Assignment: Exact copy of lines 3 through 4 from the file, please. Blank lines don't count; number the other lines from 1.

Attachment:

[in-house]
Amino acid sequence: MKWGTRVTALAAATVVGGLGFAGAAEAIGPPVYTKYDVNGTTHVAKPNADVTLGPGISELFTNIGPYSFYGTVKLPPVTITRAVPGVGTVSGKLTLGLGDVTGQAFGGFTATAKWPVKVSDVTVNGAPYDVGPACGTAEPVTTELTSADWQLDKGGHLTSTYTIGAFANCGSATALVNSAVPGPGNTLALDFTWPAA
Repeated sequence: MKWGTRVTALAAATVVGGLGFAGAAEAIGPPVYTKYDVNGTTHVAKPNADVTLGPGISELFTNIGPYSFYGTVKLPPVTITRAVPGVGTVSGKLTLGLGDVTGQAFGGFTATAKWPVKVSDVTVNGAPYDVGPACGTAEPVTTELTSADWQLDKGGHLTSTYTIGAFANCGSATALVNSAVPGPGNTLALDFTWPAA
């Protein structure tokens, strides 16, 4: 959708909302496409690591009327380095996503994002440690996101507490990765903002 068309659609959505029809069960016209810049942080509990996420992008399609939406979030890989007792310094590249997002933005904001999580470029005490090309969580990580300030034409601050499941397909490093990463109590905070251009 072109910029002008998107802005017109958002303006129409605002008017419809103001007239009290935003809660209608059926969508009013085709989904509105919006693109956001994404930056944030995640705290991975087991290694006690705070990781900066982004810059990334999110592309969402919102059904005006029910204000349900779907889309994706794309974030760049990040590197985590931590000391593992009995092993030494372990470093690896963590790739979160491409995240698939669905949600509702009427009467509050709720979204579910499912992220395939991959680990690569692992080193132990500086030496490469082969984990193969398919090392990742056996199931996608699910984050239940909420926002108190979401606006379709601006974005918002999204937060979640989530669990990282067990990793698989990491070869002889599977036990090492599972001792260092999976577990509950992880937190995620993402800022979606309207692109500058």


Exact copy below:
Repeated sequence: MKWGTRVTALAAATVVGGLGFAGAAEAIGPPVYTKYDVNGTTHVAKPNADVTLGPGISELFTNIGPYSFYGTVKLPPVTITRAVPGVGTVSGKLTLGLGDVTGQAFGGFTATAKWPVKVSDVTVNGAPYDVGPACGTAEPVTTELTSADWQLDKGGHLTSTYTIGAFANCGSATALVNSAVPGPGNTLALDFTWPAA
């Protein structure tokens, strides 16, 4: 959708909302496409690591009327380095996503994002440690996101507490990765903002 068309659609959505029809069960016209810049942080509990996420992008399609939406979030890989007792310094590249997002933005904001999580470029005490090309969580990580300030034409601050499941397909490093990463109590905070251009 072109910029002008998107802005017109958002303006129409605002008017419809103001007239009290935003809660209608059926969508009013085709989904509105919006693109956001994404930056944030995640705290991975087991290694006690705070990781900066982004810059990334999110592309969402919102059904005006029910204000349900779907889309994706794309974030760049990040590197985590931590000391593992009995092993030494372990470093690896963590790739979160491409995240698939669905949600509702009427009467509050709720979204579910499912992220395939991959680990690569692992080193132990500086030496490469082969984990193969398919090392990742056996199931996608699910984050239940909420926002108190979401606006379709601006974005918002999204937060979640989530669990990282067990990793698989990491070869002889599977036990090492599972001792260092999976577990509950992880937190995620993402800022979606309207692109500058």